Dec. 3, 2015
On December 12, Amnesty International is co-sponsoring an anti-Islamophobia rally in Brussels, Belgium. Combating bigotry against minorities—which is particularly prevalent in Europe against Muslims and Jews—is an honorable and pressing endeavor. Unfortunately, one of the keynote speakers at Amnesty’s event seems far more interested in stoking such hatred rather than fighting it.
Dyab Abou Jahjah is one of four individuals scheduled to speak at the rally. He has called the 9/11 attacks “sweet revenge,” said Europe made “the cult of the Holocaust and Jew-worshiping its alternative religion,” and labeled gays “AIDS-spreading faggots.” He has also questioned the existence of the Nazi gas chambers, and is a former fighter for the anti-Semitic group Hezbollah, an officially designated terrorist group by the U.S. and European Union. For his hateful activism, Abou Jahjah has been banned in the United Kingdom since 2009.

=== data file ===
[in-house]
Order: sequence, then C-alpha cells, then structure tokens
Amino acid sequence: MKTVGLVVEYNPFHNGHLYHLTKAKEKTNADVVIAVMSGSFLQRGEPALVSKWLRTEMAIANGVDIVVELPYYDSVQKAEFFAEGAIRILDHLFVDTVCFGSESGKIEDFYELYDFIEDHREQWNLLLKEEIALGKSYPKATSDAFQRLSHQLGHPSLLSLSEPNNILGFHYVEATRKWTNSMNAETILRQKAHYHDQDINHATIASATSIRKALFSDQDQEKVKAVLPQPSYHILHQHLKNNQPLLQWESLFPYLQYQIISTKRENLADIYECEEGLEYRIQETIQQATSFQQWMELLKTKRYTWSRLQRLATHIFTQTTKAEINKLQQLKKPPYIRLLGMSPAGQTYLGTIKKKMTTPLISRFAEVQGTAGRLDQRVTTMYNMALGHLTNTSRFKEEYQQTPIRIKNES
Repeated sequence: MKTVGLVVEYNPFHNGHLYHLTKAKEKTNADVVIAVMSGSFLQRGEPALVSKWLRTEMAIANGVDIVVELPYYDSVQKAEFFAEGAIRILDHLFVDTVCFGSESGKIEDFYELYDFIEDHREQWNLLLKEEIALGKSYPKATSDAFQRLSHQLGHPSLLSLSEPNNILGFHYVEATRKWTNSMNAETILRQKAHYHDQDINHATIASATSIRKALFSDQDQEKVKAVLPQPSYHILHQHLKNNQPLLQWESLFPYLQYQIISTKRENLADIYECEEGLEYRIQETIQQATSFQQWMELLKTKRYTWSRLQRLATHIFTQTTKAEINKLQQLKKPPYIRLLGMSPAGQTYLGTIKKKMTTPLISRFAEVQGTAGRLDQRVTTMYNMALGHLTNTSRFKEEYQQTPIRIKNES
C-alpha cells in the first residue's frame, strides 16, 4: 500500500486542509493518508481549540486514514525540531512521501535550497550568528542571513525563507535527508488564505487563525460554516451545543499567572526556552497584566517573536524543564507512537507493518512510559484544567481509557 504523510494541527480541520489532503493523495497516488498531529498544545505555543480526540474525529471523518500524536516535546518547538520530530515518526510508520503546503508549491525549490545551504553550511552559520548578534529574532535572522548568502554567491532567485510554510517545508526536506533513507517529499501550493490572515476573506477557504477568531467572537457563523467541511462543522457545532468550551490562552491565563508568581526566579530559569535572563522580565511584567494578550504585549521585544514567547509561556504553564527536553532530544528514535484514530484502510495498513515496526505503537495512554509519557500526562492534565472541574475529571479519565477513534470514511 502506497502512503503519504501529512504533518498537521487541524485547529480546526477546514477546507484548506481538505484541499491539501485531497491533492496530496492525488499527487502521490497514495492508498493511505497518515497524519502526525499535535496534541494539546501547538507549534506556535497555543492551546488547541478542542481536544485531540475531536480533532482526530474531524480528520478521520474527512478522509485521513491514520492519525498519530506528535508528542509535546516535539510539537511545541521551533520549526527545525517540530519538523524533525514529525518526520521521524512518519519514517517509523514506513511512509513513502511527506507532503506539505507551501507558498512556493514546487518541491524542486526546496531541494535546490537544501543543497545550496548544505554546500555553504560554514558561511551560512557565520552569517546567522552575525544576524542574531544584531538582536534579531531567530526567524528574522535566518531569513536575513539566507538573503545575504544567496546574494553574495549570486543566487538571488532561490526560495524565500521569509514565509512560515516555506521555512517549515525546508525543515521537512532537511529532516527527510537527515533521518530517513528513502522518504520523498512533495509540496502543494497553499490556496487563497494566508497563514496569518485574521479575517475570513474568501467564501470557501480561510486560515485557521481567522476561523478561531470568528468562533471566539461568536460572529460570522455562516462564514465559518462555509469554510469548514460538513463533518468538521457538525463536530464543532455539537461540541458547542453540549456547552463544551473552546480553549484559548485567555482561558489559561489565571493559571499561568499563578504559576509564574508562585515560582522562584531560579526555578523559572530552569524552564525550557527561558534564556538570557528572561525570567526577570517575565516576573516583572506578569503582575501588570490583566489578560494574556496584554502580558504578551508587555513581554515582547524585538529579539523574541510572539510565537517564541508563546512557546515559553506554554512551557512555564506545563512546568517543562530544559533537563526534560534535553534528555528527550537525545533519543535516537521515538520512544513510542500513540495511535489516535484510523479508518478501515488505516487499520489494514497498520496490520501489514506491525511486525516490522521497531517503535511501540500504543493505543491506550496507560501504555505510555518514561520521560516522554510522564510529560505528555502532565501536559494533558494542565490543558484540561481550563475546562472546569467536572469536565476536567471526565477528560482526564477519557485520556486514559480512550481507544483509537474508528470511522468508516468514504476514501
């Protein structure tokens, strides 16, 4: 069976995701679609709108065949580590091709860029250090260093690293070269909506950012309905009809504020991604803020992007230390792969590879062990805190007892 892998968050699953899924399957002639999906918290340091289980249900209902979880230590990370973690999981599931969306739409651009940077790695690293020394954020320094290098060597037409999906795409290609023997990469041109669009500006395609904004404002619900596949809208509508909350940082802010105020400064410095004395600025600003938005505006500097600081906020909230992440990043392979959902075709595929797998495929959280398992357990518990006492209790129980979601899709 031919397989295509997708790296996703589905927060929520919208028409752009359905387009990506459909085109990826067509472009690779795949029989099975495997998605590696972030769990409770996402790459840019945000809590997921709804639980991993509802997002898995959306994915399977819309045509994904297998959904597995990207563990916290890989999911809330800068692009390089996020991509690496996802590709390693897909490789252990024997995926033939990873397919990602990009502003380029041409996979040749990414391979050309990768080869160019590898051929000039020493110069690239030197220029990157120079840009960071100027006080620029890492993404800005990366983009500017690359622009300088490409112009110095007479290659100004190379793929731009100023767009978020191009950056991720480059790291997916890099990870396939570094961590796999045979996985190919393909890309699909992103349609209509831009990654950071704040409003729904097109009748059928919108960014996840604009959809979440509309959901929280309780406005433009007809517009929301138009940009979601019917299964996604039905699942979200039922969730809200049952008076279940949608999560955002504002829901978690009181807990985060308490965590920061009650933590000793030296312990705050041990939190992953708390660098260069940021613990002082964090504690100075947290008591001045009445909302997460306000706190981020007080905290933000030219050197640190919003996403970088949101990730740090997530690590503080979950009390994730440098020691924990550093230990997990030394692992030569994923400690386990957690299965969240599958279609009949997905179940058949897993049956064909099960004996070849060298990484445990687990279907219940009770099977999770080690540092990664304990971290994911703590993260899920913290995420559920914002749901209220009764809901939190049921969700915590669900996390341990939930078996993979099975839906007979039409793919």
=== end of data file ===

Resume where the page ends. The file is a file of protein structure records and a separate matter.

Viewed on its own, Amnesty’s sponsorship of Abou Jahjah would appear to simply be a case of insufficient vetting, the result of negligence rather than malice. But unfortunately, this is not an isolated incident.
In October, Amnesty drew sharp condemnation for sponsoring a U.S. speaking tour for activist Bassem Tamimi, who was revealed to be posting anti-Semitic material on Facebook. Last April, the organization was criticized after its membership rejected a resolution calling for Amnesty to combat anti-Semitism in Britain. Prior to that, Amnesty’s U.K. branch had failed to discipline a senior official who publicly equated Israel with ISIS.
At this point, then, it is worth asking whether the organization—whatever the merits of its other work—is a credible voice on anti-Jewish bigotry in Europe and the Middle East, or if it is becoming part of the problem.